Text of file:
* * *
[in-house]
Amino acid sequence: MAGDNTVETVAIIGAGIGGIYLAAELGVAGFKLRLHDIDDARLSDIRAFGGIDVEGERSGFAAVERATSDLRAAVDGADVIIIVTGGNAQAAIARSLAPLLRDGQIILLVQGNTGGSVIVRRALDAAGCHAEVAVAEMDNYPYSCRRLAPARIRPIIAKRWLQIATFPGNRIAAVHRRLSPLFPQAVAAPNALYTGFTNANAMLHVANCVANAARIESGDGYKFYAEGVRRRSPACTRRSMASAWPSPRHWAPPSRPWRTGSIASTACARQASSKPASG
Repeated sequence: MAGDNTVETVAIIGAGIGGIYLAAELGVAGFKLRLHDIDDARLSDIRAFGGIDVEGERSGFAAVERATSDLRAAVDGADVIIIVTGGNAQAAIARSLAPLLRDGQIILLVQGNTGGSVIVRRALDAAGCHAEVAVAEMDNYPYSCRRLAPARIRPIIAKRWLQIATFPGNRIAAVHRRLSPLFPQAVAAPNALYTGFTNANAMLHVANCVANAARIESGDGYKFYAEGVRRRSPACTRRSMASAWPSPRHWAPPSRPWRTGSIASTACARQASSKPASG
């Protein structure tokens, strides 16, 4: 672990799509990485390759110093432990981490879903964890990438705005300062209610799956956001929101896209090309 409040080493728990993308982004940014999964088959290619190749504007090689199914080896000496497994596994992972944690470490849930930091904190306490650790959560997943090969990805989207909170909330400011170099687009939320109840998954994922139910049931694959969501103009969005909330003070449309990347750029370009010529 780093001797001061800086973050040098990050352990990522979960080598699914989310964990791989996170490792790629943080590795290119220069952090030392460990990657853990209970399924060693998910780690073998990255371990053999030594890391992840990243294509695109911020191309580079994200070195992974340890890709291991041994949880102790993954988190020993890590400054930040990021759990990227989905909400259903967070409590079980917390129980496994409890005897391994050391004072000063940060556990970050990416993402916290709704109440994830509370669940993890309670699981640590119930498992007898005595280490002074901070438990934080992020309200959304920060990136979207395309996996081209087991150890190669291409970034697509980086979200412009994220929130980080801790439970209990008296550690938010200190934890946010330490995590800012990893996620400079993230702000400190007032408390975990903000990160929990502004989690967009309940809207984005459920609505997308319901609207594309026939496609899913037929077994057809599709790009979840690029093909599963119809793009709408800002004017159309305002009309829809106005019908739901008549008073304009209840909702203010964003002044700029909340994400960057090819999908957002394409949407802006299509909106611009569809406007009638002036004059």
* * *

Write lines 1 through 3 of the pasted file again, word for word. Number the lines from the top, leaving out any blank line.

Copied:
[in-house]
Amino acid sequence: MAGDNTVETVAIIGAGIGGIYLAAELGVAGFKLRLHDIDDARLSDIRAFGGIDVEGERSGFAAVERATSDLRAAVDGADVIIIVTGGNAQAAIARSLAPLLRDGQIILLVQGNTGGSVIVRRALDAAGCHAEVAVAEMDNYPYSCRRLAPARIRPIIAKRWLQIATFPGNRIAAVHRRLSPLFPQAVAAPNALYTGFTNANAMLHVANCVANAARIESGDGYKFYAEGVRRRSPACTRRSMASAWPSPRHWAPPSRPWRTGSIASTACARQASSKPASG
Repeated sequence: MAGDNTVETVAIIGAGIGGIYLAAELGVAGFKLRLHDIDDARLSDIRAFGGIDVEGERSGFAAVERATSDLRAAVDGADVIIIVTGGNAQAAIARSLAPLLRDGQIILLVQGNTGGSVIVRRALDAAGCHAEVAVAEMDNYPYSCRRLAPARIRPIIAKRWLQIATFPGNRIAAVHRRLSPLFPQAVAAPNALYTGFTNANAMLHVANCVANAARIESGDGYKFYAEGVRRRSPACTRRSMASAWPSPRHWAPPSRPWRTGSIASTACARQASSKPASG